In a new approach to challenging fracking, the legal group Public Justice and the Sierra Club on Monday jointly filed a "notice of intent to sue" four companies that engage in the practice of hydraulic fracturing in Oklahoma: Sandridge Exploration and Production, New Dominion, Chesapeake Operating and Devon Energy Production Company. The notice contends that the waste fluids the companies inject back into the ground is causing a dramatic increase in seismic activity and gives the companies 90 days to adjust their practices. As the chart below shows, prior to 2009, Oklahoma had experienced a record high 167 earthquakes in 1995; last year 5,000 earthquakes were reported, and an even higher rate is projected for 2015.
From the press release:
“Since late 2009,” the groups note in their letter, “the rate of magnitude-3 or larger earthquakes in north-central Oklahoma has been nearly 300 times higher than in previous decades.” The letter also notes that “Overlaying the locations of Defendants’ wells onto the places where earthquakes above magnitude 3.5 have been felt shows that earthquakes are occurring in the vicinity of the Defendants’ wells or along fault lines that are close to the wells.”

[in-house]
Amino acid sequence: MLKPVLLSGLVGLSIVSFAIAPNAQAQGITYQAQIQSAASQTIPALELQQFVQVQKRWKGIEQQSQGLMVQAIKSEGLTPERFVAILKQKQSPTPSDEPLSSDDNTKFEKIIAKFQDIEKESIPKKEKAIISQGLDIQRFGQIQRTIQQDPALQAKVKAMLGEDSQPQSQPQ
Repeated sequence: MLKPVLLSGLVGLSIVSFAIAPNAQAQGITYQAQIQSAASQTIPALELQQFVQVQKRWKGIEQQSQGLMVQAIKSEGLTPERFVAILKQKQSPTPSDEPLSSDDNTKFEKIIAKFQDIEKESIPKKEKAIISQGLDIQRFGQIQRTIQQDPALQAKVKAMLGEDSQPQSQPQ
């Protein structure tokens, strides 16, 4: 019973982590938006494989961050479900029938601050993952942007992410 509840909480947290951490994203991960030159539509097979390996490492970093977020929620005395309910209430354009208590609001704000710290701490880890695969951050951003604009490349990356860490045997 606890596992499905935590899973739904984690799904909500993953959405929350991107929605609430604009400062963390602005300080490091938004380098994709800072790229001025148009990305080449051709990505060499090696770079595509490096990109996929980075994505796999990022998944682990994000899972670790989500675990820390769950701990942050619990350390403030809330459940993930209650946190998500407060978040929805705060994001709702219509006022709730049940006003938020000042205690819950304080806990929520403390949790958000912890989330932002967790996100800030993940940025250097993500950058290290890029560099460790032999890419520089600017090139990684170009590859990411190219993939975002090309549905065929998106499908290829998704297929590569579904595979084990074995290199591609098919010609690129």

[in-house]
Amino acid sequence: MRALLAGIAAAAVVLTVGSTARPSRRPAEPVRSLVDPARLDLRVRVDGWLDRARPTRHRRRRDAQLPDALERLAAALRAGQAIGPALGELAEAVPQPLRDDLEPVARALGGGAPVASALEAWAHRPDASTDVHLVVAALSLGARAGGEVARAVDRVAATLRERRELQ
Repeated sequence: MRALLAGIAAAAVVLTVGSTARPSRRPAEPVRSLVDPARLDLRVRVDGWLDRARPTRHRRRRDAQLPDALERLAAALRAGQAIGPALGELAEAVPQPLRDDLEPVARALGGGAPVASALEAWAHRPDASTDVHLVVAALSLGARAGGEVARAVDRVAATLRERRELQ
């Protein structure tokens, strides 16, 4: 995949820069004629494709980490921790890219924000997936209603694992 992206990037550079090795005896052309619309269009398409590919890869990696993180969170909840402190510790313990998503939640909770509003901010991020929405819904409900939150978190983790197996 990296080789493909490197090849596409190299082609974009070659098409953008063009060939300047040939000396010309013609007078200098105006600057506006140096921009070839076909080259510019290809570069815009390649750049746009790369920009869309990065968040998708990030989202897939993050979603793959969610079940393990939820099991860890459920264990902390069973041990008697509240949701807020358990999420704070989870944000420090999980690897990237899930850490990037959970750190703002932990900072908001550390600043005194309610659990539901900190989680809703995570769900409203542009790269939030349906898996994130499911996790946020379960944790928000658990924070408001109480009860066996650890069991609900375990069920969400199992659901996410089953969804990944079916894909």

Public Justice executive director Paul Bland explains that the suit represents a completely new approach to using the Resource Conservation and Recovery Act as a way to combat fracking. RCRA has typically been used to prosecute cases where companies dump pollutants into water supplies. But Public Justice has successfully used the law to go after a broader set of environmental issues as it is now doing in Oklahoma. Bland says the group is looking for a “precedent-setting” court ruling that finds “the handling of solid wastes is increasing the number and severity of earthquakes.”
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